With the holidays in full swing, your home is probably going to be filling up with guests pretty soon, and there’s a good chance that a few of them will be spending the night. If you’re concerned about your readiness, don’t sweat it—just follow this guide to hosting houseguests!
Communicating ahead of time
For everyone’s benefit, it’s wise to have a little chat with your guests before they arrive. Here are a few good questions to ask:
- When are they coming and how long do they plan to stay?
- Do they have their own transportation?
- Is there anything specific they want to do while they’re in town?
- Do they have any food requirements, allergies or preferences?
- Do they have any other special requirements?
For your own sanity, it’s also important that you let your houseguests know about your own situation so they don’t have unreasonable expectations. Let your guests know about:
- Your work or other commitments during the time of their stay
- Any household routines that must be adhered to, such as children’s bedtimes or letting out pets at certain times
- Their sleeping arrangements
- What they need to bring and what you’ll be able to provide
Getting your house ready
How much work you put into preparing your house for overnight guests depends on what state your living space is in to begin with—hopefully it’s not too far gone—and how discerning your guests will be. For example, you’ll probably want to clean more intensively for your mother in-law than for your old college buddies.
If you’re hosting a holiday party or get-together in addition to having people stay with you, chances are you’ll be taking care of some of these tasks anyway:
- Cleaning: You don’t have to scrub your windows and dust every knickknack, but cover all the basics. Sweep and vacuum, give the kitchen and bath areas a good once-over, and eliminate as much clutter as you can.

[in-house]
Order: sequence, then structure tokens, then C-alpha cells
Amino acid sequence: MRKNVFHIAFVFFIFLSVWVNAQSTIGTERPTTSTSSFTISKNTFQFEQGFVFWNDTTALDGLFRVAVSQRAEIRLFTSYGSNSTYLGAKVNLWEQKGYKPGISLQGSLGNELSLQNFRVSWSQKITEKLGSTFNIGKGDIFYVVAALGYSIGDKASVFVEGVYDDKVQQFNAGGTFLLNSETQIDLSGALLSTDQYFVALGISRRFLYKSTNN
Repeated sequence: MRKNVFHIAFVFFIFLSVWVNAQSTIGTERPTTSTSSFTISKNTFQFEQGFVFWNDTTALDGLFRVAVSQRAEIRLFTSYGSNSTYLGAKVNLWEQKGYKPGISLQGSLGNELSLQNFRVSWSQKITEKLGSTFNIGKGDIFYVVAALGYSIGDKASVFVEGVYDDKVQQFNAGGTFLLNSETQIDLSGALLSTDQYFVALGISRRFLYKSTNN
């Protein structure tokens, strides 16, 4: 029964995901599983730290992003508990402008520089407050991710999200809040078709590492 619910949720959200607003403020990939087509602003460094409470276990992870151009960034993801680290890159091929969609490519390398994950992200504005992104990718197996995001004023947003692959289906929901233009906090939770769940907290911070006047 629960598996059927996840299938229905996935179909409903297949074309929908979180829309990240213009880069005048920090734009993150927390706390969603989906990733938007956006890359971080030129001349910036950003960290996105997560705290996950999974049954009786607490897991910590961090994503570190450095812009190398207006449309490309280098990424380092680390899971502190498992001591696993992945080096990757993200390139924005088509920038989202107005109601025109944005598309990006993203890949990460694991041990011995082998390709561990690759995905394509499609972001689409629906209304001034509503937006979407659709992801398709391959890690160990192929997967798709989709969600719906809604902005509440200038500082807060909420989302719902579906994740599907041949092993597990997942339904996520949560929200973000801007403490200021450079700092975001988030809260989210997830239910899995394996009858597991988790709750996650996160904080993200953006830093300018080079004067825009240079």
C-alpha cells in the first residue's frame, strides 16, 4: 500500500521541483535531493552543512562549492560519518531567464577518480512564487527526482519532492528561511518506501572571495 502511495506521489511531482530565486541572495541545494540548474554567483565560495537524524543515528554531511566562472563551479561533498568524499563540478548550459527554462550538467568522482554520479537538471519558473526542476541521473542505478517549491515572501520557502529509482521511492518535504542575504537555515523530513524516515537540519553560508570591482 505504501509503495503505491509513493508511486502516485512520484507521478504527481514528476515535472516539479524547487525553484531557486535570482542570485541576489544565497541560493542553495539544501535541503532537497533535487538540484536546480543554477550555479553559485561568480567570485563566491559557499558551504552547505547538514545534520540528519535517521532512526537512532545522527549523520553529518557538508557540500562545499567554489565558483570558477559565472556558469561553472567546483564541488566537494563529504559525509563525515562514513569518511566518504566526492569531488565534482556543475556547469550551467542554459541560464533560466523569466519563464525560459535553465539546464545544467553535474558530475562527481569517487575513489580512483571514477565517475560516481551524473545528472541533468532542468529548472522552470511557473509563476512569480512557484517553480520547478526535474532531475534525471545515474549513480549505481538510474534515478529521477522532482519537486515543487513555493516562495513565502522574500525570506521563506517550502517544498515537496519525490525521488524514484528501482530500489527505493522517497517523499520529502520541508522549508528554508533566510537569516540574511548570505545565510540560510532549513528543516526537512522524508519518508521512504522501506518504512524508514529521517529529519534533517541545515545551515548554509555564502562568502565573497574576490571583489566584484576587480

- Sleeping arrangements: If you have a guest bedroom, put clean sheets, blankets and pillows on the bed—bonus points for extra blankets. Also, clear out a drawer for your guests’ belongings, and try to make the room look clean while keeping it homey. If you don’t have a guest room, do what you can to make your couch, futon or air mattress as warm and welcoming as possible.
- Stock up: You’ll want to provide for your guests as best you can… within reason. Make sure there’s food in the fridge, put clean towels in the closet and if you’ve been saving all those little hotel soaps and shampoos for years, now is your chance to put them out!
While hosting houseguests, your goal is to make them feel comfortable and welcome, not like they’re in the way or that you’re inconveniencing yourself to accommodate them.
- Put out some games and reading materials (for kids and adults).
- Make plenty of outlets available for phone-charging.
- Plan activities and trips, but allow some downtime too.
- Invite guests to be a part of your regular routine—ask if they need to go to the store or want to come walk the dog.
- Give your guests priority parking.
- Make snacks available and let your guests know that they can help themselves.
- If they ask to help out, let them. Everybody likes to feel useful!
You don’t have to provide constant entertainment or transform your home into a five-star hotel for your houseguests—and chances are, your guests understand this as well as you do. So, have fun while you’re hosting houseguests! For more holiday tips, check out our blog.